19 April 2015

Man never learns.  Three weeks away from a General Election and what are the British concerned about?  Domestic policies. Full stop.  It's the 21st century and, despite all that warring history to learn from, still each country only thinks about themselves. The English in particular have an incredibly insular mindset. I'm disappointed in Cameron. He's made 2 big errors: one he escaped from by the skin of his teeth - the referendum to separate from Scotland - and the second agreeing to a referendum on the EU. Globally, who're still killing each other? Undemocratic, uncivilised, insular people. National security and immigration can only be seriously addressed if all nations act together. France knows that, Merkel knows that. The only way to alleviate tensions and negotiate seriously with uncivilised warring factions is from a position of collective strength. A Brexit will only make Britain weaker. Since the EU was formed: no wars in Europe. It eliminated extreme forms of lethal nationalism. Where's a Gorbachev now to break down walls when you need him?

12 April 2015

A feud was reported between a retired English man and his neighbour in France.  No, not Him indoors this time, but a Mr. King who lived in Calvados. The horrifying story appeared in La Voix - le Bocage newspaper. The poor man had been reported missing but the gendarmes had done nothing because they thought he was visiting his daughter in Australia. This was despite his passport and heart medicines being found. At last, after efforts by the English expat community of Caen, his body was found in the neighbour's well, who is now in custody on suspicion of killing him!  A very sobering thought as we finished planting a line of fast-growing laurel hedge plants between us and our neighbour, although one plant opposite the infamous 12' no-entry sign, has mysteriously been uprooted in the night!  Can't move house because of poor exchange rates and two dogs, but maybe the germ of an idea is sprouting in my now very lateral thinking. Let's hope that all goes well that ends well. Meantime must keep a careful eye on Him indoors and see if all augurs well near the deep pit at the bottom of our garden....

5th April 2015

It's Easter. Which shops are open tomorrow and which ones shut? French websites never tell you. No commercial spirit.The Lidl and Aldi car parks around here are empty most days anyway!  Now that does tell me something. When it comes to food, the French always know best. I was watching Ramsay's Kitchen Nightmares (US) on TV. The Americans, like the English, have their priorities all wrong. They go for food bargains, quickness and quick-chill options served in large portions. That's also why Lidl and Aldi do so well in the UK.  Here, although the French in the poorest banlieues obviously look for food they can afford, they go to the popular Food Coops or the street markets. With French living costs constantly rising (a retired couple here apparently need 2,437 euros/mth), France is hoping to open a food co-op like Paris's Louve in Toulouse soon. Ramsay, although a millionaire, with all his bluster knows a thing or two about food: go for fresh, simple and quality food. Your own body will thank you in years to come. When the chips are down, get your priorities right.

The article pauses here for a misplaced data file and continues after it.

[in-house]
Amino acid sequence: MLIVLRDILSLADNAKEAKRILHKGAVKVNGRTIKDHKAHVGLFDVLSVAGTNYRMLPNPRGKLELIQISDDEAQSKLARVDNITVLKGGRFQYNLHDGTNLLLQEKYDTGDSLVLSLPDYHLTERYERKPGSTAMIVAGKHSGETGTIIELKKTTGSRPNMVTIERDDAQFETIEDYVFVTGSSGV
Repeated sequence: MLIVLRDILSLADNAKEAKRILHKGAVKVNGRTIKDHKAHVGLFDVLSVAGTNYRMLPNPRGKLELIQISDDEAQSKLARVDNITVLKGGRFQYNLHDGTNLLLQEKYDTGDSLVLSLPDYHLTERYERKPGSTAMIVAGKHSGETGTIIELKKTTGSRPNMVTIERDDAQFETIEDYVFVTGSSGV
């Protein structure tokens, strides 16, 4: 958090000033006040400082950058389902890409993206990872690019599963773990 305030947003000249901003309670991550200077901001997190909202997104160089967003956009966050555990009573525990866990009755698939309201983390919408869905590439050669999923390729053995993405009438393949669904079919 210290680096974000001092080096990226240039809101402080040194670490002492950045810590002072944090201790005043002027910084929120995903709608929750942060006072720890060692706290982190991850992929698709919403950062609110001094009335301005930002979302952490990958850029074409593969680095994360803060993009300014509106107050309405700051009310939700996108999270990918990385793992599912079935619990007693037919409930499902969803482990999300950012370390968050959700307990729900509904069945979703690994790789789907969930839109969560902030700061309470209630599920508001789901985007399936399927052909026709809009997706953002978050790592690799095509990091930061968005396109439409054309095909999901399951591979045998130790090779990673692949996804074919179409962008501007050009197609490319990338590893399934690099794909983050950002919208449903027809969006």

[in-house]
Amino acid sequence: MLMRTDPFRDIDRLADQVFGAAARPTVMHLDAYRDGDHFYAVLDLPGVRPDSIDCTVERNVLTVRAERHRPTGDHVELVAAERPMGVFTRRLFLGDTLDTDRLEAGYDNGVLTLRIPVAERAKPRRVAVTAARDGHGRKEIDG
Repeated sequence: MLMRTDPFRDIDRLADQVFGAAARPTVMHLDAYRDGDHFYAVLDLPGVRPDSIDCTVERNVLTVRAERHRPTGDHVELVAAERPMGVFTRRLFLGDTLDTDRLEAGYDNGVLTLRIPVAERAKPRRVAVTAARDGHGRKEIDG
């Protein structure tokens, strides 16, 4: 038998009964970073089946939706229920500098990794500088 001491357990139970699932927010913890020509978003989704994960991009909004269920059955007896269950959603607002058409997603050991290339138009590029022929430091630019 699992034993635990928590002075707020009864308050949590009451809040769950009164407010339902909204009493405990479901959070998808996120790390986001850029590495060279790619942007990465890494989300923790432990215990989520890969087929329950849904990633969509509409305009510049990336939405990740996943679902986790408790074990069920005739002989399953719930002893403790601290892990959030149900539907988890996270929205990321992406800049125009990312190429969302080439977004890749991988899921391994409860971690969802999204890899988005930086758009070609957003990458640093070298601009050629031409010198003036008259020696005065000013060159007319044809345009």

29th March 2015

Today we've moved 1h forward to summer. Good. But today the French vote in the 2nd round of the local elections. Not so good if the 'wrong' party does well. You know whom I mean: the woman in sheep's clothing, who glosses over what the real FN represents. She is now calling for a referendum for France to leave the EU.  When those tragic events occurred in Paris, I was worried the French would rally to her cause to fight against  living in their country who were 'different' from themselves. And, a lot did: enough to give the FN candidates in 1000 canons across France. But, TG, she didn't come first last Sunday. It seems the man they all love to hate, UMP Conservative leader Sarkozy still has enough supporters to make a difference. Love him or hate him, I believe he is the man France needs. Centrist Conservative parties are always best placed to boost the economy, Socialist parties to borrow and Far Right parties to bring the country to its knees.